Successful Commissioning: How it Relates to the Construction Schedule


Successful Commissioning: How it Relates to the Construction Schedule

We know that many of the activities that are part of a successful commissioning process happen at various points of a project, with some occurring at very early stages before major systems design has even began.

But a significant amount of work in the commissioning scope occurs near the end of the project in the form of systems testing. Nearly all modern construction projects have schedules that are aggressive from the beginning (usually for very real and legitimate reasons), and I have never been involved with a project that has executed precisely to schedule and was without the need for adjustments along the way.

It’s because of these reasons that careful planning of all activities, including those that in the overall scheme of the construction event are small in terms of percentage of cost and time, be given consideration related to their interconnected relationships to the rest of the activities of the project.

It’s these interconnected relationships that should be given careful thought early on in planning stages, when the construction manager and owner are developing the schedule, high level systems designs are being drawn up, all alongside the Owner’s Project Requirements as part of the overall commissioning plan.

A Simple Example

In order to start up, test, and commission air handling units and terminal units in a specific sector of a new building, the central heating and cooling systems must be already be finished, started, have at least had preliminary commissioning performed, and piping and electrical infrastructure must be in place to the equipment.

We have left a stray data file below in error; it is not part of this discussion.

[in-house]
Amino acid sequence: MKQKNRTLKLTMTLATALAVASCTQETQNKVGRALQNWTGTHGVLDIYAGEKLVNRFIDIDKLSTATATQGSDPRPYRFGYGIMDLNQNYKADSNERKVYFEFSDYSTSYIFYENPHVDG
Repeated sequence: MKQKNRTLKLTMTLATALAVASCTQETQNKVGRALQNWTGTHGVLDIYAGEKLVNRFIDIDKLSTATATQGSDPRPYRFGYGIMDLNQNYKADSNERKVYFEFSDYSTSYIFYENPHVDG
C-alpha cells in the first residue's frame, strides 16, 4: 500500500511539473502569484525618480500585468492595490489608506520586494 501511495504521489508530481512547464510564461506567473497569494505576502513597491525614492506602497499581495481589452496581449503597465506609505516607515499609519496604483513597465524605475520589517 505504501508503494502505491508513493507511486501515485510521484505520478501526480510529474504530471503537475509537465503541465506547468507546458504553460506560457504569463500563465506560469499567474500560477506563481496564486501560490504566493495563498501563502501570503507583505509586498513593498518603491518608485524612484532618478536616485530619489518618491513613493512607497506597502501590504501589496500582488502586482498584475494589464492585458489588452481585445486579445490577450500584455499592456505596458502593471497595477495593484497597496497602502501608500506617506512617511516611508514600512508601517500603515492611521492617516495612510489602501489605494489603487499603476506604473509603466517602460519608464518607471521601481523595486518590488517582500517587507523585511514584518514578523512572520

In order for these activities to occur in an efficient sequential manner, the construction manager will have to work backwards and understand how to build the central heating and cooling room(s) early enough in the project to allow testing of the equipment within an acceptable window of time, and at a duration that will allow thorough commissioning.

In Summary

Detailed and thorough commissioning processes take time to do right. The commissioning schedule cannot be compressed as easily as other construction activities.

When the planning for commissioning is done early in a project and as integrated activities that are necessary for substantial completion, a reasonable amount of time can be dedicated to commissioning, ensuring it is truly a value-adding service for the life of the building.

Original content from BlueRithm Commissioning Software.


  1. Rick Casault

    The careful integration of construction phase cx process activities leads me to task the prime contractor with responsibility to submit a critical path schedule that includes cx process activities. If we clearly specify the contractor’s cx work, they can apply their coordination and scheduling expertise to the benefit of the project. Periodic updates to the critical path also need to show cx process tasks.


      That’s great input, Rick. It’s surprising how infrequently this actually happens, when it could prevent so many schedule compression issues during the last 1/4 of a project.

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